Tape measures are important because most knitting patterns, at some point, will require taking a measurement. Of course, you don’t have to use a tape measure for this, but it’s the easiest way to get the job done.
In a pinch, you can use a ruler. Once, I even downloaded a ruler app onto my phone. (Somehow my tape measure hadn’t made it back into my notions bag, and I was out of the house. Desperate times call for desperate measures.)
Stitch markers are often necessary for pattern repeats. Even if a pattern doesn’t specifically tell you to “PM” (e.g., “place marker”), you may find that you’ll make your knitting of a lengthy pattern repeat easier if you place a stitch marker in between them.
Two things you can use in place of a stitch marker if need be:
1) a piece of yarn, tied into a circle;
2) a snip of a plastic drinking straw. (Hat tip to one of my readers, who says she does this often!)
Finally, a crochet hook is invaluable for picking up a dropped stitch. Certain cast-on and bind-off methods also require crochet hooks.
If you’ve dropped a stitch, you can pick it up with a knitting needle (as I demonstrate in the video below, as well as how to pick up a stitch with a crochet hook). In some instances you may find using a needle easier; in others, you may prefer to use a crochet hook.
Non-essential Knitting Notions That Are Nice to Have
This final category includes items like a needle gauge, point protectors, scraps of yarn, stitch holders, cable needles (or spare double-pointed needles), and even a list of yarn requirements.
A needle gauge is one of those items I never would have considered I would have any use for, until one day when I saw it in a yarn shop and decided I HAD to have it. I’ve never regretted it, either! Because either I’m going blind, or else there’s some other reason I’m finding it harder and harder to examine a set of needles and figure out what size they are.
I now have two needle gauges, as you can see in the video above. One also has a little ruler that’s extremely helpful for measuring knitting gauge.
Point protectors are kind of poorly named, in my opinion. I’ve never really owned needles that needed their points protected. What these useful little doo-dads actually do is keep your stitches on your needles in between knitting sessions!
I love keeping scraps of yarn handy, as they serve so many useful purposes. First and foremost, you’ll see “slide stitches to waste yarn or a stitch holder” at least occasionally in knitting patterns. There are some cast-on methods that require scrap yarn that you’ll remove later. And, as mentioned earlier, in a pinch you can tie them in a loop and use them as stitch markers.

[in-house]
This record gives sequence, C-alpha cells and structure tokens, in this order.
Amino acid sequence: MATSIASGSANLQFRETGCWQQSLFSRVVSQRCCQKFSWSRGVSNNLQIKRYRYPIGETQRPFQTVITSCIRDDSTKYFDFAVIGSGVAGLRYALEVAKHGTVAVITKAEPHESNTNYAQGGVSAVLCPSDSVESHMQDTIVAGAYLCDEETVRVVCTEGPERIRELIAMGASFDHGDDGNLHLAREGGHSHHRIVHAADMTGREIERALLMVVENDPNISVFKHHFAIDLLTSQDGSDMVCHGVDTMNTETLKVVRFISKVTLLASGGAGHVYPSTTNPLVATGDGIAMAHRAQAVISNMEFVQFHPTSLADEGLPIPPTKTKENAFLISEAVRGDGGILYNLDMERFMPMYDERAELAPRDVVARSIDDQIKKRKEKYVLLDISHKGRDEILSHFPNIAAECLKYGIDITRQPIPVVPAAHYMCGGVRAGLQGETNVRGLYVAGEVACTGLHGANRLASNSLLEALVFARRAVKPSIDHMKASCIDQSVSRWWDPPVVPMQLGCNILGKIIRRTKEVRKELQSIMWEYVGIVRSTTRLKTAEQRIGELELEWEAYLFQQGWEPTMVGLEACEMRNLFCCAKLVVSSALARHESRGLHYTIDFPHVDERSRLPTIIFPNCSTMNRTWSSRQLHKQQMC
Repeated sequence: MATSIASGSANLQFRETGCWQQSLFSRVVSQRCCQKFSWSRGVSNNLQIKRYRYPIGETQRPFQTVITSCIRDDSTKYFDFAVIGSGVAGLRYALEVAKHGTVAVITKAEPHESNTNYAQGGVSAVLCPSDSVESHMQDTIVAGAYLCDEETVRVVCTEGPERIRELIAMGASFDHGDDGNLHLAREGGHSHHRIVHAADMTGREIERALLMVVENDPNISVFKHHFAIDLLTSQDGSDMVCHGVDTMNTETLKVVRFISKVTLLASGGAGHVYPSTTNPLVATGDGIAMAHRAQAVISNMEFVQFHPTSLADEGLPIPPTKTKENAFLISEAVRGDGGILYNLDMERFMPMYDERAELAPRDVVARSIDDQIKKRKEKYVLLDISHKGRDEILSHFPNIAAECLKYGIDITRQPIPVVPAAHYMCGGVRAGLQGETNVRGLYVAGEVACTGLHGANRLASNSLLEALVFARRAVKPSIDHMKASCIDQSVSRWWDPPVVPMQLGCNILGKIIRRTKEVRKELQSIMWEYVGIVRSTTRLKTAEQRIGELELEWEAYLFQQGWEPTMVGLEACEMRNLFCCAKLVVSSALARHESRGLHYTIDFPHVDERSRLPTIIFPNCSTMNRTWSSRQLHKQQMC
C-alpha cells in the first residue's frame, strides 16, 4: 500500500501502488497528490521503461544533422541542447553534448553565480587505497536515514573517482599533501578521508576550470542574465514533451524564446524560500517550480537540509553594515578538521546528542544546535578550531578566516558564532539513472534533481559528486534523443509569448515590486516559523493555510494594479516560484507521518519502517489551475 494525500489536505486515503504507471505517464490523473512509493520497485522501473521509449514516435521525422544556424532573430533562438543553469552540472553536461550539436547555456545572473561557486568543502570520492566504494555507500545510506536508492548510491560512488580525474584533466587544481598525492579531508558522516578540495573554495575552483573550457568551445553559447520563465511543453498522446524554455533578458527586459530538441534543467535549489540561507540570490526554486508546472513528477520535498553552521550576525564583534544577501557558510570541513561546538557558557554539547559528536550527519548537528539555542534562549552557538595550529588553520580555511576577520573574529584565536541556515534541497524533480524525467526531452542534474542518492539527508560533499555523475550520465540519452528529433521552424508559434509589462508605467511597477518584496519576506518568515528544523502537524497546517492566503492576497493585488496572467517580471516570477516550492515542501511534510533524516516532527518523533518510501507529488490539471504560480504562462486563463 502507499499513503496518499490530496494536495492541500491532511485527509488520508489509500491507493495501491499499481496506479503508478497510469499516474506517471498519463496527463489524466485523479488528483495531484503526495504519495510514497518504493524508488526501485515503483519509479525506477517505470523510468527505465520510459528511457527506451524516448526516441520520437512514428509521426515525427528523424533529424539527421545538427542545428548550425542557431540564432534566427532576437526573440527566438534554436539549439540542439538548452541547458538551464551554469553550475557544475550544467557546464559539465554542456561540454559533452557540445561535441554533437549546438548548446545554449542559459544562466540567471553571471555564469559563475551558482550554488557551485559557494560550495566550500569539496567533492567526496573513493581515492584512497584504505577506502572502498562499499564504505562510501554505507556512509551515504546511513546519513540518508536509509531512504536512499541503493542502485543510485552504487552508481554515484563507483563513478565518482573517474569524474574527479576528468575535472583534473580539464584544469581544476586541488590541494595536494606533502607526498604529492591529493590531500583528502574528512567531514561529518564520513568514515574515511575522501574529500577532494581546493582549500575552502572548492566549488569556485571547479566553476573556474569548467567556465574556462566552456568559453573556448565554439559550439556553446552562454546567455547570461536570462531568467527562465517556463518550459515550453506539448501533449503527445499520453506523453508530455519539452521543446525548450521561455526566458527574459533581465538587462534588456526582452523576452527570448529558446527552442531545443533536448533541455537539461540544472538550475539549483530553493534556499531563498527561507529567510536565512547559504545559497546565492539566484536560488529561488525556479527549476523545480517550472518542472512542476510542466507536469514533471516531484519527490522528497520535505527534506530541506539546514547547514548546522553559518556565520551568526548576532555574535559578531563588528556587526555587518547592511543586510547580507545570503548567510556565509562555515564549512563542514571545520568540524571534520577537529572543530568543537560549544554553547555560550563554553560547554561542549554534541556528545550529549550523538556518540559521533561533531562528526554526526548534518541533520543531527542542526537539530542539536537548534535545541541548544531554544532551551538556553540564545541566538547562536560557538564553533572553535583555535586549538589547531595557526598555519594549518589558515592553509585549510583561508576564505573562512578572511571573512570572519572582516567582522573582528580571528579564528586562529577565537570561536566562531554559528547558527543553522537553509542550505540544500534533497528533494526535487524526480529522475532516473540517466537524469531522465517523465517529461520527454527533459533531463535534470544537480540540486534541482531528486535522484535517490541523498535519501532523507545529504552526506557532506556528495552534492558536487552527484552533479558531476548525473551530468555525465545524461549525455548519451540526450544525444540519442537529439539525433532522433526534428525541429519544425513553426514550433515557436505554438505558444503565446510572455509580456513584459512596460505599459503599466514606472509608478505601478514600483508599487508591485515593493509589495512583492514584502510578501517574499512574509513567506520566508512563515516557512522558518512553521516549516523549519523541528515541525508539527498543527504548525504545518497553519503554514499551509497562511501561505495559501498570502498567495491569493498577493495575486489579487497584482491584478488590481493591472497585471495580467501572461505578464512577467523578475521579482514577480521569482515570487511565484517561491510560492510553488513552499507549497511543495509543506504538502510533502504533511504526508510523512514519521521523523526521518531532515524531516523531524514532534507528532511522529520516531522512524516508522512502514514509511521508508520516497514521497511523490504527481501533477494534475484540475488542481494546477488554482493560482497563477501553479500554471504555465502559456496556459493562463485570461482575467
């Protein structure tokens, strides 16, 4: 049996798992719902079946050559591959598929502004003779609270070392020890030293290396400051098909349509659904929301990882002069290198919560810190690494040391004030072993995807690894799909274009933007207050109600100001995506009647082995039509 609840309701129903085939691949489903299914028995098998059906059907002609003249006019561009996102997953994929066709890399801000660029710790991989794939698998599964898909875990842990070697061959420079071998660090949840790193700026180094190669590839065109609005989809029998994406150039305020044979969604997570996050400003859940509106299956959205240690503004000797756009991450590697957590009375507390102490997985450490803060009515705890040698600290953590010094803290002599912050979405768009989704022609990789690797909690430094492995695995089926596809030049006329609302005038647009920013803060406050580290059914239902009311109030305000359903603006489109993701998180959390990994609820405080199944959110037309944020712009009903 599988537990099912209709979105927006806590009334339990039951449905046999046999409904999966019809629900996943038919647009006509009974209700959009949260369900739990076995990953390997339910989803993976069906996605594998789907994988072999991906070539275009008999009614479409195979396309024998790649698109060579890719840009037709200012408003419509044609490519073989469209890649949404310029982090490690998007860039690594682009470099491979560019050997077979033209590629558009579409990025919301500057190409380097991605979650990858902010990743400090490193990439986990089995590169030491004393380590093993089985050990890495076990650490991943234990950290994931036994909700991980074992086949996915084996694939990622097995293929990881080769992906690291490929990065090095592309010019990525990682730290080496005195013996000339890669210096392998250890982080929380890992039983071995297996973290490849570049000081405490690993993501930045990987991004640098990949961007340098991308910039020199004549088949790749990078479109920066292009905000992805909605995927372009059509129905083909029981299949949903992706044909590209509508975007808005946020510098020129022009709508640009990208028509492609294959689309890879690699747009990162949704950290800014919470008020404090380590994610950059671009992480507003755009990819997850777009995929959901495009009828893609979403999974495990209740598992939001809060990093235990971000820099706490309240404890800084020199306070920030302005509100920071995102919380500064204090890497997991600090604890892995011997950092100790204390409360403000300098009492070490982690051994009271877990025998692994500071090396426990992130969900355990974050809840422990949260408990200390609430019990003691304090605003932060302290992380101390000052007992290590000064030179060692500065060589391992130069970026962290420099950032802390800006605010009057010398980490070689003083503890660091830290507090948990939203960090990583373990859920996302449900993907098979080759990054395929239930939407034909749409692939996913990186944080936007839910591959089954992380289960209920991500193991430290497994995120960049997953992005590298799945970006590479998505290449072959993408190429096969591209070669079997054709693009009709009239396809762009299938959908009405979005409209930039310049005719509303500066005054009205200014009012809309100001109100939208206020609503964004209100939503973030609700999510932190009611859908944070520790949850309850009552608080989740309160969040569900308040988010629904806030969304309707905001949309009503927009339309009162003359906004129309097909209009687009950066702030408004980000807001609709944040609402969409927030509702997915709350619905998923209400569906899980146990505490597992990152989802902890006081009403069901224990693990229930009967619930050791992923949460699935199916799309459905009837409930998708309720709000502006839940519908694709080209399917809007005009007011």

At times I prefer to use scrap yarn as stitch holders; other times, I like to use either spare DPNs or handy little tools that are actually dedicated stitch holders. (Probably wouldn’t have purchased them myself, but I inherited them from my husband’s grandmother. I love them!)
If you ever knit cable stitches (and I highly recommend you try it if you haven’t; cable stitches are such fun!), you’re going to want either a dedicated cable needle or else a spare DPN. (I use the latter exclusively. Though I also inherited an actual cable needle, so that could change.)
Finally, I picked up a little brochure called “The Knitter’s Handy Guide to Yarn Requirements” one day at a yarn shop. It was a spur-of-the-moment purchase that I have never regretted. You can find it on Interweave’s website here. (Note that this is an affiliate link, and if you make a purchase after clicking, I may make a commission. Thanks for supporting Knitting for Charity!)
Don’t stress too much about your knitting notions! It’s fine to build it up gradually. You can start with just the scissors and yarn needles. (That’s what I did — my original knitting notions bag was a sandwich-sized zippered plastic bag!) Then you can add more as you feel ready.
And again, don’t feel like you need to go out and buy a fancy bag. You can make one if you like, or you can just use simple zippered plastic bags.
But whatever you choose, keep those notions nearby. Because trust me — you’ll need at least a few of them for every project!
What notions are in your bag? Did I leave any out that you find essential? Leave a comment and let me know!